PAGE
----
This type of object, known as a â€œTrojan,â€ compatibly shares a planetâ€™s path around the sun, thanks to a neat trick of orbital mechanics.
Trojans are fortuitously positioned in precise locations â€” called Lagrangian points â€” where gravitationally tugging by two larger bodies balances out, creating safe harbors for smaller, third objects to fly undisturbed.
Earthâ€™s Trojan, for example, is a 1,000-foot diameter asteroid that orbits in a complicated pattern some 50 million miles away. It was discovered in 2010 with NASAâ€™s Wide-field Infrared Survey Explorer, or WISE telescope.
Trojans also have been found sharing orbits with Jupiter, Mars, Neptune and two of Saturnâ€™s moons.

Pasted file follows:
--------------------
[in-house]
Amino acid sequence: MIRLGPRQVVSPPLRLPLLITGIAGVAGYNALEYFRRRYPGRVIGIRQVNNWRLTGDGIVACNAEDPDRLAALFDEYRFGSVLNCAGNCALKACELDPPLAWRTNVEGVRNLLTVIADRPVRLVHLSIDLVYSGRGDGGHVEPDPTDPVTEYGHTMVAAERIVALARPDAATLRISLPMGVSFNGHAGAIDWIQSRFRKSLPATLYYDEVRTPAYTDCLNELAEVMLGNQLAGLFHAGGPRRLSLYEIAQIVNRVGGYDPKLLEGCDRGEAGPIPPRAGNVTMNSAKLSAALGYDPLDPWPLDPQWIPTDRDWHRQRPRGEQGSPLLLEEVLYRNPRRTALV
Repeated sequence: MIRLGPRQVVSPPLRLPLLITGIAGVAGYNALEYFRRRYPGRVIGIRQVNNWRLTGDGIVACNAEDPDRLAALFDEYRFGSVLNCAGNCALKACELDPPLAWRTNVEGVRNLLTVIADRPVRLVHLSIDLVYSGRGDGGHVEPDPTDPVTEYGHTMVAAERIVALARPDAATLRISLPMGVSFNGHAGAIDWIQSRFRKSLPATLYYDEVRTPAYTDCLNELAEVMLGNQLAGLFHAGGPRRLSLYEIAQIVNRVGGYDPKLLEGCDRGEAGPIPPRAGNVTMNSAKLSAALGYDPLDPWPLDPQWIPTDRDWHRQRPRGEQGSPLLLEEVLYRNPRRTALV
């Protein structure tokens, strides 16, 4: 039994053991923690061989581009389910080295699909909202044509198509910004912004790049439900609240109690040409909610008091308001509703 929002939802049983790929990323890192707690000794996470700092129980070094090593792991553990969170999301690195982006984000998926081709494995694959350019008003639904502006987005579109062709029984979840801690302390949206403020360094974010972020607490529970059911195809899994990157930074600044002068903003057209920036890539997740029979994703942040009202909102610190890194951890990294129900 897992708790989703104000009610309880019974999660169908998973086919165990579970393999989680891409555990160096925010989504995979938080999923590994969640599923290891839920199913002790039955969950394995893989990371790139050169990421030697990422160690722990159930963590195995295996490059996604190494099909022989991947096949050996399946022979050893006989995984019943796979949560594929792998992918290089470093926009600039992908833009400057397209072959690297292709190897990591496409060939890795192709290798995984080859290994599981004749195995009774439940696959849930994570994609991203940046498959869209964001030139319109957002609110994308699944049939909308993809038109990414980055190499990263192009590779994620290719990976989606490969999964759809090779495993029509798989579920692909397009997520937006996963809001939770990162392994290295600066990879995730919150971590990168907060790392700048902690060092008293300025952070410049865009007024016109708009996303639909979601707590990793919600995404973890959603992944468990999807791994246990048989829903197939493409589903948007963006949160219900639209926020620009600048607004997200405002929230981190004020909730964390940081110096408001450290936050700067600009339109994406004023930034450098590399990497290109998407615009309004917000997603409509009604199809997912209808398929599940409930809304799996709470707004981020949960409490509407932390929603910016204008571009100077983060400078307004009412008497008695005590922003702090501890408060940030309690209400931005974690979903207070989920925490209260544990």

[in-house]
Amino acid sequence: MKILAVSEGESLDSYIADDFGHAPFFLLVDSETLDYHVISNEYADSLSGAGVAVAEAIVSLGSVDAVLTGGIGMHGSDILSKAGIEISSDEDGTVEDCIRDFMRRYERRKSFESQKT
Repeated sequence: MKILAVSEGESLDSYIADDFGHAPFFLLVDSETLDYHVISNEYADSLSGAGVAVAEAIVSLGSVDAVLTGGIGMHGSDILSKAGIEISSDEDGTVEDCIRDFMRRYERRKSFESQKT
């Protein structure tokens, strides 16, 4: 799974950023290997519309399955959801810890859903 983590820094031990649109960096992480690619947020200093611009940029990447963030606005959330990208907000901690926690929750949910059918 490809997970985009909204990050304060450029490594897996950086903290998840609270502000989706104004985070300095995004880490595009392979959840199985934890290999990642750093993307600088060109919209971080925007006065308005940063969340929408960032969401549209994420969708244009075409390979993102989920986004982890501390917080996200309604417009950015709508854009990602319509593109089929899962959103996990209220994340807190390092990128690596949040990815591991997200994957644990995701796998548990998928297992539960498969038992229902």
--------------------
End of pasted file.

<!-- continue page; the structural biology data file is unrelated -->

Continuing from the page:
Scientists didnâ€™t think Uranus, the only planet that is keeled over on its side, relative to the sun, had the gravitational stability to support Trojans. But a 17-month study survey by the Canada-France-Hawaii Telescope has proven otherwise.
The newly found object, known as 2011 QF99, wonâ€™t stay with Uranus forever. Computer models show the Trojan will escape Uranusâ€™ gravitational leash in about 700,000 years.